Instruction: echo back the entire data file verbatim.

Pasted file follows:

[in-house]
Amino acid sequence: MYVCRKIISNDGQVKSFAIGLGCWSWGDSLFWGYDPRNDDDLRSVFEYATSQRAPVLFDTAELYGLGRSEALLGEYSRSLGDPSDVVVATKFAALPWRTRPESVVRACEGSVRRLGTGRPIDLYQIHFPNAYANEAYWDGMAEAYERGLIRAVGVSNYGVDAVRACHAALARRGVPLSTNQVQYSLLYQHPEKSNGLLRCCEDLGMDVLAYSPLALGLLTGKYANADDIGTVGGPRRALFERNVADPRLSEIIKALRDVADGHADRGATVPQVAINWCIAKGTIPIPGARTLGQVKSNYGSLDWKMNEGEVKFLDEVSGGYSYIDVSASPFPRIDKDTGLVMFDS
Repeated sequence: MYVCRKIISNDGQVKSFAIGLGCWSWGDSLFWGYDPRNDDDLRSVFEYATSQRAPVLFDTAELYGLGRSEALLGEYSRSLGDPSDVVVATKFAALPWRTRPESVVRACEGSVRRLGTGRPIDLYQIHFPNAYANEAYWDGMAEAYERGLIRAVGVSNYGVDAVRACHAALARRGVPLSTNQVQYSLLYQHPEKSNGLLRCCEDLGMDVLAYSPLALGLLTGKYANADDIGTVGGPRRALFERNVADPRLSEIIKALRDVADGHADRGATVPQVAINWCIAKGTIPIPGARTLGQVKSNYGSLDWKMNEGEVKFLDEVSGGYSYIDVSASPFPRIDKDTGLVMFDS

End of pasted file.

[in-house]
Amino acid sequence: MYVCRKIISNDGQVKSFAIGLGCWSWGDSLFWGYDPRNDDDLRSVFEYATSQRAPVLFDTAELYGLGRSEALLGEYSRSLGDPSDVVVATKFAALPWRTRPESVVRACEGSVRRLGTGRPIDLYQIHFPNAYANEAYWDGMAEAYERGLIRAVGVSNYGVDAVRACHAALARRGVPLSTNQVQYSLLYQHPEKSNGLLRCCEDLGMDVLAYSPLALGLLTGKYANADDIGTVGGPRRALFERNVADPRLSEIIKALRDVADGHADRGATVPQVAINWCIAKGTIPIPGARTLGQVKSNYGSLDWKMNEGEVKFLDEVSGGYSYIDVSASPFPRIDKDTGLVMFDS
Repeated sequence: MYVCRKIISNDGQVKSFAIGLGCWSWGDSLFWGYDPRNDDDLRSVFEYATSQRAPVLFDTAELYGLGRSEALLGEYSRSLGDPSDVVVATKFAALPWRTRPESVVRACEGSVRRLGTGRPIDLYQIHFPNAYANEAYWDGMAEAYERGLIRAVGVSNYGVDAVRACHAALARRGVPLSTNQVQYSLLYQHPEKSNGLLRCCEDLGMDVLAYSPLALGLLTGKYANADDIGTVGGPRRALFERNVADPRLSEIIKALRDVADGHADRGATVPQVAINWCIAKGTIPIPGARTLGQVKSNYGSLDWKMNEGEVKFLDEVSGGYSYIDVSASPFPRIDKDTGLVMFDS